In the workplace, people are constantly busy, spinning like tops every day, complaining about the bitterness, exhaustion, and sleeplessness of their jobs.
But upon closer examination, is it really because the workload is too heavy? Is the boss too demanding? Or is it because of our own low efficiency and faulty work methods?
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Perhaps in most cases, it’s because we haven’t learned how to work smart and haven’t mastered the right methods, which makes us exhausted every day.
This article compiles 15 methods to optimize your workflow and improve efficiency, helping you complete your work more effectively and effortlessly.
01- Create Daily/Weekly Work Plans and Review Them Regularly
Whether you prefer using PowerPoint, Excel, or other office software, it’s essential to establish a daily/weekly work plan for yourself, including a review of last week’s progress and this week’s work plan.
For each task or project, be sure to outline specific start and end times, identify deliverables, list the departments and colleagues you need to coordinate with, and specify any relevant KPIs.
This approach makes it easy for you to periodically review the status of your tasks—whether they are pending, in progress, delayed, or canceled—and enables you to take appropriate actions based on different circumstances.
02- Efficient Preparation Before Meetings
When attending meetings, I often see people hastily taking their seats, looking bewildered as they face the host. When asked about project progress, they stumble through their responses, clearly unprepared.
To avoid such awkward situations, it’s essential to prepare in advance by doing the following:
- Review the meeting agenda ahead of time to understand the topics relevant to you.
- Determine if any updates are needed on unfinished tasks from the previous meeting.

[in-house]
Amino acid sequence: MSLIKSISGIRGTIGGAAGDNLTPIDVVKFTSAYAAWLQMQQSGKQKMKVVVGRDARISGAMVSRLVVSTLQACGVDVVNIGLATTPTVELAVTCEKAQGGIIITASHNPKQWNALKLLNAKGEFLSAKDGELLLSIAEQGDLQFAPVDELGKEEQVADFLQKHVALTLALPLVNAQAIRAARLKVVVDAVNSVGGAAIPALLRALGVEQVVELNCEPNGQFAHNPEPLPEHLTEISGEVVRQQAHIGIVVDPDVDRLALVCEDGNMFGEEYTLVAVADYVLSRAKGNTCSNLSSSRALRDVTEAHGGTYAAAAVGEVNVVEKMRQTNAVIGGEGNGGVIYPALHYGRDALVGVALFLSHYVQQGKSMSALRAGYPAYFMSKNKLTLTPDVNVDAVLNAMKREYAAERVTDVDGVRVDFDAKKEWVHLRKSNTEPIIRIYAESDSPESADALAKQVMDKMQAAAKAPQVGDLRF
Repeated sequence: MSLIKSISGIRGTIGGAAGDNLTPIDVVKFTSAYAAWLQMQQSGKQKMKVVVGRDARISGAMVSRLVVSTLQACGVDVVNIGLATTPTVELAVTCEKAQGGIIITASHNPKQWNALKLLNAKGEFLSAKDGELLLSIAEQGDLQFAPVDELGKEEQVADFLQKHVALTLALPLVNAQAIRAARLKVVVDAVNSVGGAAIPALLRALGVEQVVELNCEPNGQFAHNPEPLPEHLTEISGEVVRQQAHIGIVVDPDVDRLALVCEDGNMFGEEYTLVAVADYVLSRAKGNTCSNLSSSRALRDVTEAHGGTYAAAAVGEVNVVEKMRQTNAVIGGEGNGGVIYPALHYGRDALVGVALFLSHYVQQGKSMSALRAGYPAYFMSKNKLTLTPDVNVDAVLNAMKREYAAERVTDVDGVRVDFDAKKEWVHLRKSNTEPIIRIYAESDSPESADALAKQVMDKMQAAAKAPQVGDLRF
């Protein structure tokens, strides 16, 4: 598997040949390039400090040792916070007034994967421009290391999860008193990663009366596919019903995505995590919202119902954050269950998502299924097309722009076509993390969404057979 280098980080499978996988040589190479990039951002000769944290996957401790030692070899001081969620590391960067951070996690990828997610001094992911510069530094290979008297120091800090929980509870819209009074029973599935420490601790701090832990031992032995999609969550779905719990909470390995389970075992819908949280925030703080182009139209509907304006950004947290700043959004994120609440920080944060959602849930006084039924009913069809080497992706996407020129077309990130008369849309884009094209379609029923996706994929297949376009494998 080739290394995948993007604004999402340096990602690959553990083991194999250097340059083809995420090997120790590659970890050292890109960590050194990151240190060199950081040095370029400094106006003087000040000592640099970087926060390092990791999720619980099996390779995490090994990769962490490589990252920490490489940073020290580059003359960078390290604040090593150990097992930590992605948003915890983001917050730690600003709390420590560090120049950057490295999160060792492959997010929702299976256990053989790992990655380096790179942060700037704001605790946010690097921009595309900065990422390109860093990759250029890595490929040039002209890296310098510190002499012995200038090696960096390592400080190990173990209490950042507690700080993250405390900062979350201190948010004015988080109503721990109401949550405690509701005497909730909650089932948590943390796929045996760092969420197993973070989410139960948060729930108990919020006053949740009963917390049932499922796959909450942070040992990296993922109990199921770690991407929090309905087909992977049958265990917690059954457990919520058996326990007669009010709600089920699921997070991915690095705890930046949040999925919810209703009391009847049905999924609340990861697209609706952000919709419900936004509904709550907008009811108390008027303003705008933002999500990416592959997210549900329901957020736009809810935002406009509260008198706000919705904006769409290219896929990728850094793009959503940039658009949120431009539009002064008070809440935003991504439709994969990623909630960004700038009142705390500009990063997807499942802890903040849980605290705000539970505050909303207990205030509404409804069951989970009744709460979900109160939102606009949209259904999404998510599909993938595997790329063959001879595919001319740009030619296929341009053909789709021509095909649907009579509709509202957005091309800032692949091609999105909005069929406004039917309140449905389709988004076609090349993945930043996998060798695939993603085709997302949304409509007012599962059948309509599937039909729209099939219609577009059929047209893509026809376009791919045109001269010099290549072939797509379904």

- Collect and prepare data, documents, and materials in advance, if required.
- Seek input or opinions from relevant departments before the meeting.
This proactive preparation ensures that you can actively and confidently participate in the meeting, contributing to its effectiveness.
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03- Learn to Prioritize Tasks
With a multitude of tasks at hand each day, including ongoing ones and those delegated by superiors and colleagues, it’s easy to feel overwhelmed and anxious without proper prioritization.
Therefore, it’s crucial to learn how to judge the order of tasks based on two dimensions:
- Importance (Important vs. Unimportant)
- Urgency (Urgent vs. Not Urgent)
Using these two dimensions, you can divide your to-do list into four quadrants, allowing you to clearly assess which tasks should take precedence. Tasks that are both urgent and important should be your top priority and require immediate attention.
04- Utilize Multiple Communication Channels, Not Just Email
Email has become an essential tool for internal communication and collaboration within organizations. It’s used for sending files, scheduling meetings, discussing issues, and reporting on work progress.
However, relying solely on email as your communication channel can sometimes lead to issues, especially when dealing with urgent matters. Email is not an instant messaging system, and people are not always online or available to respond promptly, especially during meetings or when they are out of the office.